Should I seek an official AS diagnosis, or not?

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LupeLauraly
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08 Oct 2009, 3:33 pm

Below is an excerpt from my post in the “Getting to Know Each Other” room. Someone suggested I post it in here to see if anyone had advice for me.

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I’ve gotten by in life so far by memorizing the rules (or etiquettes) in any new situation that I’m placed in and then trying to adhere stringently to those rules. This is what has continually gotten me in trouble, both socially and professionally, because there’s a great chasm between the written or verbal rules and what is socially or professionally accepted as “bending” those rules. I simply do not intrinsically know how to bend the rules. For example, in the Army, I learned to show courtesies to anyone who outranked me. I did well with this until I befriended a girl who well outranked me. It didn’t matter if we were in uniform or not, I could never bring myself to call her anything but Staff Sergeant So-and-so, no matter how many times she asked me to call her by her first name. Of course, now that I’m no longer in the military, I have no qualms about calling her Kolleen, because this is acceptable according to the “rules” between girlfriends. I have all sorts of rule sets, from rules for how to be a wife, to rules on how to talk on the phone, to rules on how to deal with chatty strangers, even rules on how to chew gum in public. Sometimes I feel like I can’t win because I get frustrated when my rules are shown to be incorrect, but I also get frustrated when others don’t follow my prescribed rules, either. Does any of this make any sense to anyone? I also feel awkward most of the time because I answer rhetorical questions 100% of the time, use $5 words in casual conversations, and I have no clue when someone is being sarcastic. I’m always outed as “the weird one” shortly after entering a new environment. This has been my life since I started Kindergarten.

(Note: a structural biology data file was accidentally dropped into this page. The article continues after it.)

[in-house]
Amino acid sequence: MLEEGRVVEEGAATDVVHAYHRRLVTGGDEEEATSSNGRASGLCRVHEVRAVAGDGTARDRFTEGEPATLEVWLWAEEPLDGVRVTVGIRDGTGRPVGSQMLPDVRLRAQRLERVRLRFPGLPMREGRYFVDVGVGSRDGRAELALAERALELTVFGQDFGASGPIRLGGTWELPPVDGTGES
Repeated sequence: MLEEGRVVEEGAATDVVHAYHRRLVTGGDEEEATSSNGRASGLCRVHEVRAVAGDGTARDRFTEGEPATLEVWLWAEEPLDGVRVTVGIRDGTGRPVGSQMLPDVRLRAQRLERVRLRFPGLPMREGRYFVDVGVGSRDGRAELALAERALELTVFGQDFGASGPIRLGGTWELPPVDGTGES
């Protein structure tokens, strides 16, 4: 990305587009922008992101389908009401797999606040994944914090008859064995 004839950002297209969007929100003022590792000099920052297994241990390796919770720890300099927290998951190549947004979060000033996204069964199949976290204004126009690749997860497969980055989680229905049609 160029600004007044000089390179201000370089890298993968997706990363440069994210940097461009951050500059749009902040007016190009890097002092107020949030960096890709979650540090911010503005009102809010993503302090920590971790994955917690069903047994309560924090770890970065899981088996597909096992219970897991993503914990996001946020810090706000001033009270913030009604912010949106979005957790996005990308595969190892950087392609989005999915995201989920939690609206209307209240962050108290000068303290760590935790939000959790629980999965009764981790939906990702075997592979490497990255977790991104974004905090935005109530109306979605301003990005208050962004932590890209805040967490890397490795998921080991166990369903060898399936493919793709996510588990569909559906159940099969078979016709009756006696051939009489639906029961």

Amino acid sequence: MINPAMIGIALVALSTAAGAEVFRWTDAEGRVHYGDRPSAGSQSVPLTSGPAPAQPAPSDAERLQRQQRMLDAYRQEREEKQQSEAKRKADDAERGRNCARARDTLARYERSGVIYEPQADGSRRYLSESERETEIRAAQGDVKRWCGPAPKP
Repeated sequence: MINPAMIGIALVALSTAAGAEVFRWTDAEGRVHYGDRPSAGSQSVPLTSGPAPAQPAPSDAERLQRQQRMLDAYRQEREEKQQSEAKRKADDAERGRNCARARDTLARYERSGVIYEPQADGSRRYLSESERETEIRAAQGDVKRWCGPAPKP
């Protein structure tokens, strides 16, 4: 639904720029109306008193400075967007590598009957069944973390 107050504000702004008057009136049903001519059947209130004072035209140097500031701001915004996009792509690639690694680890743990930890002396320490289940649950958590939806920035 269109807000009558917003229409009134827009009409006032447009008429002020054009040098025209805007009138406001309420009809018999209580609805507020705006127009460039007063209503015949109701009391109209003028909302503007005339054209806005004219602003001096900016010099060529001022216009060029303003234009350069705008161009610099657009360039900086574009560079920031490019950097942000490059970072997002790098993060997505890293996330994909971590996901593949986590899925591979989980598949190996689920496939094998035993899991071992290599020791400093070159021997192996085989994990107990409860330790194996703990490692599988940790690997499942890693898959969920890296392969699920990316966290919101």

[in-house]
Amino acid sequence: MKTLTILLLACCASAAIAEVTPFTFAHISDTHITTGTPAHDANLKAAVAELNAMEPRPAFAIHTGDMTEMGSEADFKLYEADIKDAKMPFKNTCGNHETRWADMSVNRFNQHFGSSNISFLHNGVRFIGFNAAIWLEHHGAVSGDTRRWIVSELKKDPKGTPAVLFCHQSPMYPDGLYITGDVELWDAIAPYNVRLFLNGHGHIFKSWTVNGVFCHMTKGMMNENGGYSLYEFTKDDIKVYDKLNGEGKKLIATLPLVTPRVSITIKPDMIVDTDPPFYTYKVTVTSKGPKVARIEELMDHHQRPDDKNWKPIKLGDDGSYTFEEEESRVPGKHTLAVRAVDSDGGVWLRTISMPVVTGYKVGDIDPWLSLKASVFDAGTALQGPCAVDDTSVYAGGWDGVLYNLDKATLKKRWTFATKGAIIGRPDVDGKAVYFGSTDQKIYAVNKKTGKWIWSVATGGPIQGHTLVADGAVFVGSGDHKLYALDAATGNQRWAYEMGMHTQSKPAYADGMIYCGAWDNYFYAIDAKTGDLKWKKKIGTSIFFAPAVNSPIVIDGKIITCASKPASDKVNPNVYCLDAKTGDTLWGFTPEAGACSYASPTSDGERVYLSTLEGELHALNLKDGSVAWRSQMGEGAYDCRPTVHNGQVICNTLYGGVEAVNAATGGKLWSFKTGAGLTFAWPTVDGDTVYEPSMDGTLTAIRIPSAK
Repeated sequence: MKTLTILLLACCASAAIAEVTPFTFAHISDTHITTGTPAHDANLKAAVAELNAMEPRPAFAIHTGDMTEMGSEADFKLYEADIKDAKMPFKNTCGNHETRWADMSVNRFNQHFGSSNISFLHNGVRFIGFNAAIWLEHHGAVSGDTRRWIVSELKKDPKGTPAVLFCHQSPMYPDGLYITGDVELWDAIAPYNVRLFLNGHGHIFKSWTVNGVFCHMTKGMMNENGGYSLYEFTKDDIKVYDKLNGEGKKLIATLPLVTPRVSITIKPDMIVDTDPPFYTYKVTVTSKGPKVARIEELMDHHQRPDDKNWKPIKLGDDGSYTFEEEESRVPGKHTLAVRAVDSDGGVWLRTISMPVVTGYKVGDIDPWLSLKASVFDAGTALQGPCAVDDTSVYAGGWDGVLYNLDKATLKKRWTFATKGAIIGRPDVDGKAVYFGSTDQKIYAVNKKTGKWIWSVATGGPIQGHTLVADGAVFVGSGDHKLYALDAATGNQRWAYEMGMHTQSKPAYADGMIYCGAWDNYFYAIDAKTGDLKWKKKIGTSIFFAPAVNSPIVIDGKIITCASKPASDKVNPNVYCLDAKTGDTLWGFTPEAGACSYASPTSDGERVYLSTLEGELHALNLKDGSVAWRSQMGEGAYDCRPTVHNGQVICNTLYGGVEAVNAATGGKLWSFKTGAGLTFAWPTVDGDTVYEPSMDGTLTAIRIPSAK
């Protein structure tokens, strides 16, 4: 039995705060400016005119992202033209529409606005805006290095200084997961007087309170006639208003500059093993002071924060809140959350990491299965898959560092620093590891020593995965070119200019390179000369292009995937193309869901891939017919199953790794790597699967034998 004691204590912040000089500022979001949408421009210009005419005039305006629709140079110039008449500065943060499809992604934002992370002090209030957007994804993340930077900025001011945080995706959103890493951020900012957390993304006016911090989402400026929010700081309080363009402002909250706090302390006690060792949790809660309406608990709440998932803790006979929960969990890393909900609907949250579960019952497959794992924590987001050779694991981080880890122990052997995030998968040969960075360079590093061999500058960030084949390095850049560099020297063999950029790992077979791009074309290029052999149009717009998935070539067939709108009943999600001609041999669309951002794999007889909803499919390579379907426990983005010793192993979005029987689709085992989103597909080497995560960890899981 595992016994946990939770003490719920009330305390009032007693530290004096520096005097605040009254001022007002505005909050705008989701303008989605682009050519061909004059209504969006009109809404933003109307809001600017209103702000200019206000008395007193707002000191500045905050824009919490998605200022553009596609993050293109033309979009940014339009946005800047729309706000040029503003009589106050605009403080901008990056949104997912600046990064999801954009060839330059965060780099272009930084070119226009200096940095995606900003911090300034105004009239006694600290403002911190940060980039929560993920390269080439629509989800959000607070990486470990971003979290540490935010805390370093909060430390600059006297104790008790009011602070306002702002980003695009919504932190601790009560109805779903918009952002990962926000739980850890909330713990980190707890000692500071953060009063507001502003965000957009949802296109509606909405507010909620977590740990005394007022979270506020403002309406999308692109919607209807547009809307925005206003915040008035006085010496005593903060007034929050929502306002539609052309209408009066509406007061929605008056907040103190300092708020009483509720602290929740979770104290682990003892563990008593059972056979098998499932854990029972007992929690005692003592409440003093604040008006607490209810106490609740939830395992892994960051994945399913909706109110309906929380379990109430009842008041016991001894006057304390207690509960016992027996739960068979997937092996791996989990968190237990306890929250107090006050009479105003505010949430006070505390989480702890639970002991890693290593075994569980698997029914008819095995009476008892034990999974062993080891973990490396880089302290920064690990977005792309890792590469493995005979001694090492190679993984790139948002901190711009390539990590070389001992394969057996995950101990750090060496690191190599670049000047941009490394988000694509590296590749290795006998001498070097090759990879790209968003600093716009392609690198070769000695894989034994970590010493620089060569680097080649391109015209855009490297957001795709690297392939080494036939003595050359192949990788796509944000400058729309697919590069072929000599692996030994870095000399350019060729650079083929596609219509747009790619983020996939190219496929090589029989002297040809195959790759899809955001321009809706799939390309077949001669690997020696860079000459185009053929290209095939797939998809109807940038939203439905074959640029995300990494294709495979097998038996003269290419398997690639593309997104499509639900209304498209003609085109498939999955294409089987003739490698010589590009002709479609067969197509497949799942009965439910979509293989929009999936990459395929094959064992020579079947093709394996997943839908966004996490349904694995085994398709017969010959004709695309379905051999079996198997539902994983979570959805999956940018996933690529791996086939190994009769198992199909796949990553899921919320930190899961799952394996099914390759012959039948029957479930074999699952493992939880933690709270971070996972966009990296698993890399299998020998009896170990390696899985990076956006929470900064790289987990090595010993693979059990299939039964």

I’ve been getting myself into trouble recently at work, too, because of my need to follow the rules. I work as a software tester for a software development company and when I was hired, it was explained to me that as long as I was at work from 10am to 3pm Monday through Thursday (i.e., core hours), however else I chose to reach a forty-hour workweek (and no more than forty hours, unless I am specifically approved) was up to me. Fridays, Saturdays, and Sundays aren’t included in core hours. Recently, however, I’ve been getting myself into hot water with management. A few weeks ago, I was told to inform my manager if I was ONLY going to work forty hours. (To work more or less than forty hours is not my choice.) And then another time, I was told to inform my manager if I didn’t intend to work on Saturdays and Sundays. (This after I had not been approached by anyone to work over the weekend. I ended up being the only person who didn’t come in.) And just this week, I was asked to inform my manager of the days in which I intend to leave before 5pm. (Five being the latest I can stay without incurring charges for not picking my son up from daycare on time.) I’m trying to adapt, but it’s so difficult when I can’t read between the lines. I feel like an awful failure and an idiot most days at work for not getting what most of my other coworkers just simply understand. I’m not breaking any of my company’s rules, per se, but I’m being treated as though I am. Add to that that I work deliberately and methodically in an environment that demands quickness and you have the recipe for me hating my job. Because of this, I’ve been wondering if I should seek an official diagnosis of Asperger’s. All of my work woes are related to my inability to understand small group dynamics, read between the lines, or stray from my established work routines. Would I be afforded any kind of protection (from adverse personnel actions, or even from being fired) if I could demonstrate that my behavior is attributable to Asperger’s and not to my desire to be a bad employee (which has been suggested)? I would like to tell my manager exactly what I’ve just told y’all, but I don’t feel like I can do that without first being officially diagnosed with Asperger’s (or something from the ASD/PPD spectrum). Does anyone who’s dealt with this have any advice for me?